Alfa Laval PureSOx scrubbers with shared WCS installed on world’s largest containership
Two PureSOx scrubbers with a shared water cleaning system (WCS) installed on the 23,992 TEU boxship Ever Ace have proved their effectiveness, according to Swedish company Alfa Laval.
In July 2021, Ever Ace, believed to be the world’s largest container vessel, set sail from South Korean shipyard Samsung Heavy Industries. The giant ship is owned by Taiwanese shipping company Evergreen Marine Corporation.
Cleaning to match 80 MW of engine power Ever Ace is the first of twelve vessels planned for Evergreen’s A Class, which comprises container vessels of nearly 24,000 TEU capacity.
Powered by a massive main engine of nearly 60 MW, it also has five auxiliary engines of 4.5 MW each.
To clean the engines’ exhaust gas, the Ever Ace has two PureSOx scrubbers on board – one for the main engine and one for the auxiliaries.
As hybrid scrubbers that can operate in open or closed loop, they require effective cleaning of the closed-loop circulation water. This is provided by a shared WCS based primarily on high-speed centrifugal separation.
Expanding capacity, not size
Alfa Laval’s WCS design was recently updated, providing additional modular options.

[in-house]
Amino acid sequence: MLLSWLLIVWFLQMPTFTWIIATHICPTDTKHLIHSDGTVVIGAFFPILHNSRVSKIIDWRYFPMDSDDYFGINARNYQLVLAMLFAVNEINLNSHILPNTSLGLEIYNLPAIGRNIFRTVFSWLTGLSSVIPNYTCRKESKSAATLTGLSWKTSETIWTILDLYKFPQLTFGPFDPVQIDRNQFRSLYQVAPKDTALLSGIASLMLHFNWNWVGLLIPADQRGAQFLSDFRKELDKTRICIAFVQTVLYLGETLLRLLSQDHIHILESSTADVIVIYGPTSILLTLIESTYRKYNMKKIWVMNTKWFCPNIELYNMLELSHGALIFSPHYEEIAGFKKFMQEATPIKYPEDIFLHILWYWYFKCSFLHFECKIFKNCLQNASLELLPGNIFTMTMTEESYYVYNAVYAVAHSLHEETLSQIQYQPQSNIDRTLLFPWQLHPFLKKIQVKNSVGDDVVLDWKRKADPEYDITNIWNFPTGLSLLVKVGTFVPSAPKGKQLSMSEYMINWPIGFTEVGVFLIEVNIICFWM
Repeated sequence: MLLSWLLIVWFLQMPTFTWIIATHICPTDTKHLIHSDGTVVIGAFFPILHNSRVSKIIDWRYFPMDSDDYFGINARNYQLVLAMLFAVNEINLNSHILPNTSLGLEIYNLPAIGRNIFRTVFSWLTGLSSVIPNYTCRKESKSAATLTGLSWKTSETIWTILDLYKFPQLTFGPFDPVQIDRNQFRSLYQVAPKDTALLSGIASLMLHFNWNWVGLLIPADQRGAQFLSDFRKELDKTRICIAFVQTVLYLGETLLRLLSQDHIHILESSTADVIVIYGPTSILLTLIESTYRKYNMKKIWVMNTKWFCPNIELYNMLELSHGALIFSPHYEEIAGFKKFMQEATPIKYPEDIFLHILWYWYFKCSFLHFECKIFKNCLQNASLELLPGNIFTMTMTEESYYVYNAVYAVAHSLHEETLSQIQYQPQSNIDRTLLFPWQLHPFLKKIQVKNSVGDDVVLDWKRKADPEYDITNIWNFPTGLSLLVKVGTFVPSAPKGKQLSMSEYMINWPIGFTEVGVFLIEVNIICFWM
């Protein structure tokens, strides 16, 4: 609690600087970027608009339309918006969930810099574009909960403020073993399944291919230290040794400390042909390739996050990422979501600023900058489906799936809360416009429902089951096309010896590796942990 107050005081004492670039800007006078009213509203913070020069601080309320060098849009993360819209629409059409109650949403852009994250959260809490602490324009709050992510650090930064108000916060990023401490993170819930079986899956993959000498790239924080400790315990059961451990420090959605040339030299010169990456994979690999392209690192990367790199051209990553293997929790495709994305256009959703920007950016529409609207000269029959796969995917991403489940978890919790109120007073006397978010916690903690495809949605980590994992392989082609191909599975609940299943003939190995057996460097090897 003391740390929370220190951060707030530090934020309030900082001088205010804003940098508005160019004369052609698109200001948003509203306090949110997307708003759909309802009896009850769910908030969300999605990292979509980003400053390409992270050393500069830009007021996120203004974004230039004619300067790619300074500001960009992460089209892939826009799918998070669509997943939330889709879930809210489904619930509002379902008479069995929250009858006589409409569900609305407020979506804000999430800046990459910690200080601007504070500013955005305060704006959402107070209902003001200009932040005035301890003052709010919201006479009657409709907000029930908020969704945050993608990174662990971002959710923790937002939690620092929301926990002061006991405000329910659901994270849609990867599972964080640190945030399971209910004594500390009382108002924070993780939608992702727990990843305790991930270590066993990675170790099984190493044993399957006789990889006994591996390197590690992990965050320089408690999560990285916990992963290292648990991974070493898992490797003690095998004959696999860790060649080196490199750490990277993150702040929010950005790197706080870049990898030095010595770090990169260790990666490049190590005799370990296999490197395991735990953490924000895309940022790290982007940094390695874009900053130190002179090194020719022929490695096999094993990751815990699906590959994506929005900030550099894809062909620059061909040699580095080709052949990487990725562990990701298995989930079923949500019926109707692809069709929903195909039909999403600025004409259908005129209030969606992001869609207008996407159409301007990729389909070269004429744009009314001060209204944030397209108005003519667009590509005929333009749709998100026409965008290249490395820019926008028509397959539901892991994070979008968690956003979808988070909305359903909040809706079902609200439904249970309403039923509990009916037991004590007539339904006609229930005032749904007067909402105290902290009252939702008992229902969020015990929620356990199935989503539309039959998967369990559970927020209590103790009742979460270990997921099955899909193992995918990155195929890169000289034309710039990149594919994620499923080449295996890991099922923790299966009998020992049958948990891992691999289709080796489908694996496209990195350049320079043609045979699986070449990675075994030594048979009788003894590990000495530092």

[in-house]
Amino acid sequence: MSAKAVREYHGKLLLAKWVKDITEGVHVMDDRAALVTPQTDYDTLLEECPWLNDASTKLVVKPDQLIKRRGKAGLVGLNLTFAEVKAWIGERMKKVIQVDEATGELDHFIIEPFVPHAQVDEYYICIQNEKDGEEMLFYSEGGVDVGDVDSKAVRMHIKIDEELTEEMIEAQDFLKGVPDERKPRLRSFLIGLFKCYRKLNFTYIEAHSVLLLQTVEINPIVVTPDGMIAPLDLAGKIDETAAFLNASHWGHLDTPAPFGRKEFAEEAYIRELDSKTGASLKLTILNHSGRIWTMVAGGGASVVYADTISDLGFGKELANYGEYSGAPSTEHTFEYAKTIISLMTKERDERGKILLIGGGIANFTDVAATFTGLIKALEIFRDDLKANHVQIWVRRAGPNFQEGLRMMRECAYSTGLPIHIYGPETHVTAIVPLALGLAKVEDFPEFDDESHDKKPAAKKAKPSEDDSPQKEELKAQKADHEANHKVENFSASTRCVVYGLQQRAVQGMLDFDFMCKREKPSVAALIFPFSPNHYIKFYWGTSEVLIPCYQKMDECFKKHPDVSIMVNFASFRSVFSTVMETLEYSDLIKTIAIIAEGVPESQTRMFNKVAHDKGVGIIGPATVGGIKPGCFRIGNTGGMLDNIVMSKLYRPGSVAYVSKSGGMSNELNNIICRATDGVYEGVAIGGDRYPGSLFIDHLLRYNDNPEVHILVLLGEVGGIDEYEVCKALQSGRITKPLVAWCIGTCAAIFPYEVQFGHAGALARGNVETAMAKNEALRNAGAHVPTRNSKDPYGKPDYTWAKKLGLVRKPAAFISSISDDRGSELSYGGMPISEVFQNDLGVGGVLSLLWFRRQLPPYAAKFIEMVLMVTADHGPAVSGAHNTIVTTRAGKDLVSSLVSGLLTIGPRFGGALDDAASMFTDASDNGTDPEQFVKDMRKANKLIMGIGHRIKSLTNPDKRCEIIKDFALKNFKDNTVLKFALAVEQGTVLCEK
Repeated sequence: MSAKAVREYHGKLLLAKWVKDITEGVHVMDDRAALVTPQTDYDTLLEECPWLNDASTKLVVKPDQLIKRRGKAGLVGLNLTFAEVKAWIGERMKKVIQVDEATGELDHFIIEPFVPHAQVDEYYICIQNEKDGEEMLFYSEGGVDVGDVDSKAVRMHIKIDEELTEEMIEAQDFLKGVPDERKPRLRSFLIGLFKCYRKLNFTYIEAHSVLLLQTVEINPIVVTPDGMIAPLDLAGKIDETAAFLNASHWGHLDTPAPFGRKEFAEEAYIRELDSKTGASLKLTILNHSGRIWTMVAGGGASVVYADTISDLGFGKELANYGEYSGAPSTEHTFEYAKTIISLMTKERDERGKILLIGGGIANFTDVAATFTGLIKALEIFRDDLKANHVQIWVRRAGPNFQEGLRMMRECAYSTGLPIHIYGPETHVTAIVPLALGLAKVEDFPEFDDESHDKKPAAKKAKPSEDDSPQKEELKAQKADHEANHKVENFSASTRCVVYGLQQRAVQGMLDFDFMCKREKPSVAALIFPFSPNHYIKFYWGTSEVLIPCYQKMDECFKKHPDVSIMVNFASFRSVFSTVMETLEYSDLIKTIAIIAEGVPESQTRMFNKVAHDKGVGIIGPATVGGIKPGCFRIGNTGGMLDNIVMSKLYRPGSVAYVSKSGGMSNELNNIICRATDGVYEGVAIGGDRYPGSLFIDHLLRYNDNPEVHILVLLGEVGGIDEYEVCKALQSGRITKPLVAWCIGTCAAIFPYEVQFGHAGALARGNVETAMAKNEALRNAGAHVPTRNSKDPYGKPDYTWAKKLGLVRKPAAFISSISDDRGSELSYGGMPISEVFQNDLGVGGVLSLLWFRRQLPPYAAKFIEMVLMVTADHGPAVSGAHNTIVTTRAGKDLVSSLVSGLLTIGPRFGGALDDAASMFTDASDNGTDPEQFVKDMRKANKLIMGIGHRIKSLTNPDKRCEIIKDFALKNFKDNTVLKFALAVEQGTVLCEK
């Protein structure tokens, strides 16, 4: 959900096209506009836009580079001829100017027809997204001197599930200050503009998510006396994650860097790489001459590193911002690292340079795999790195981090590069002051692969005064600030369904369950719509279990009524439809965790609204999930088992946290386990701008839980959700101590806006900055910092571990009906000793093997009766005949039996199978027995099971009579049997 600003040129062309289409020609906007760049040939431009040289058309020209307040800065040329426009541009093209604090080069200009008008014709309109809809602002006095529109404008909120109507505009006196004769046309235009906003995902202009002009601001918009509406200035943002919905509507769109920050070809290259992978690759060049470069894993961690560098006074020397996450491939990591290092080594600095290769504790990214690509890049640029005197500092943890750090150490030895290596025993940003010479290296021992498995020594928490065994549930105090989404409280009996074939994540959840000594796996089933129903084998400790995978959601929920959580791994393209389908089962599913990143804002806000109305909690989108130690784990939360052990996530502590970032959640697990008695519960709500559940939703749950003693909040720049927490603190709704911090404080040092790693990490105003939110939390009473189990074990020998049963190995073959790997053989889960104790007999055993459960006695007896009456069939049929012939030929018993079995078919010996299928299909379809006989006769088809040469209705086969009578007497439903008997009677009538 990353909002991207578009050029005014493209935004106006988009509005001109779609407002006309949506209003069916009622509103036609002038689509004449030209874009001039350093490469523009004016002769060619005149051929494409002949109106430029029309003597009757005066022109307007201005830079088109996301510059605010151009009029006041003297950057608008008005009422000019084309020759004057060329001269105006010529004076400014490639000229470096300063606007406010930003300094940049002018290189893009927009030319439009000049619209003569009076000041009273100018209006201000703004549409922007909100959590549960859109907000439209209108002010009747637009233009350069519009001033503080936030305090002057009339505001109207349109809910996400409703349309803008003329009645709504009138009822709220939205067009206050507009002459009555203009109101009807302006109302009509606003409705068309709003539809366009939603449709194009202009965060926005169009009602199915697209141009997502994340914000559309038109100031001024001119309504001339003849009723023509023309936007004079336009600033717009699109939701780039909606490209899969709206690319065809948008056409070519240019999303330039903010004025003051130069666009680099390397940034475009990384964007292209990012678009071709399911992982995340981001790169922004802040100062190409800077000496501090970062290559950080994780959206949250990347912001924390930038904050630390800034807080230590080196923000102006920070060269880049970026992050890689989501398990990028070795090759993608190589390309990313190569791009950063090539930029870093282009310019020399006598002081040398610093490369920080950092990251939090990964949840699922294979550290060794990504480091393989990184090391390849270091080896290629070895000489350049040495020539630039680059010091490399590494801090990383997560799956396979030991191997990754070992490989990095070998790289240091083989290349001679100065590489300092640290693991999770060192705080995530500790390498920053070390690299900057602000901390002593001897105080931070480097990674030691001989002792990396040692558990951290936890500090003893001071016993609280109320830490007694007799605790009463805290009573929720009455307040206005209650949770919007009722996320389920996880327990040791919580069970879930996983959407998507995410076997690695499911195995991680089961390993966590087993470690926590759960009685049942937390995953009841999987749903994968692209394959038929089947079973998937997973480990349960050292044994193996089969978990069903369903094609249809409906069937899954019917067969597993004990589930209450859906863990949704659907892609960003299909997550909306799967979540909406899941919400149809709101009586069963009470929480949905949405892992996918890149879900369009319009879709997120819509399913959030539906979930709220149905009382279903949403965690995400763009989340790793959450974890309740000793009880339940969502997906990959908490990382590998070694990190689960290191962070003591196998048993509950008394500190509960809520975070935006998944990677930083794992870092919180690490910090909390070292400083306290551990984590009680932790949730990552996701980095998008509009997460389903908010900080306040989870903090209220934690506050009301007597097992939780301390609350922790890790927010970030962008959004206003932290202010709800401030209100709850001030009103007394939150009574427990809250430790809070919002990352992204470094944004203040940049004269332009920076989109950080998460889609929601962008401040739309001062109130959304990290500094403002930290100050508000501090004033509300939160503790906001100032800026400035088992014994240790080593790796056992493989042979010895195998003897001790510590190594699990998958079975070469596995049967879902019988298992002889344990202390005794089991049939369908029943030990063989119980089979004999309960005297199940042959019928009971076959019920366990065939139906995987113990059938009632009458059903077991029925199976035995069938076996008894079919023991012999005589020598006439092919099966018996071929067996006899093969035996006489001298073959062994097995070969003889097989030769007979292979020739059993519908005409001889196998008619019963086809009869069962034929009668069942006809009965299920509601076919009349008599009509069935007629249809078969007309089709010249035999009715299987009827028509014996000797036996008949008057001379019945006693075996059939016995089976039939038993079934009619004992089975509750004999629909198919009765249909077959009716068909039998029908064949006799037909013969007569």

On vessels with high engine power, such as mega-container vessels, it allows for greater capacity by adding flocculation to the centrifugal separation at its heart.
This is the case on the Ever Ace, where the WCS incorporates three high-speed separators, flocculator modules and a feed pump. Though it serves two PureSOx scrubbers with a combined exhaust gas cleaning capacity of almost 200 t/h, the WCS has a minimal footprint in relation to its high efficiency.
Performance confirmed at sea
Just as the Ever Ace is the first in its class, the shared WCS was the first with the new design to be commissioned by the PureSOx team.
The limited gas load during a short shipyard sea trial was not enough to test the full WCS cleaning capacity, so Alfa Laval experts followed Ever Ace during a September journey from the UK to Germany and the Netherlands.
This provided time for a more thorough WCS evaluation, as well as for crew training and the resolution of open items after leaving the shipyard, according to Alfa Laval.
Along the route, the WCS could be observed during longer periods with high engine loads. Cleaning performance was high throughout the voyage, even when much larger amounts of circulation water reached the WCS.
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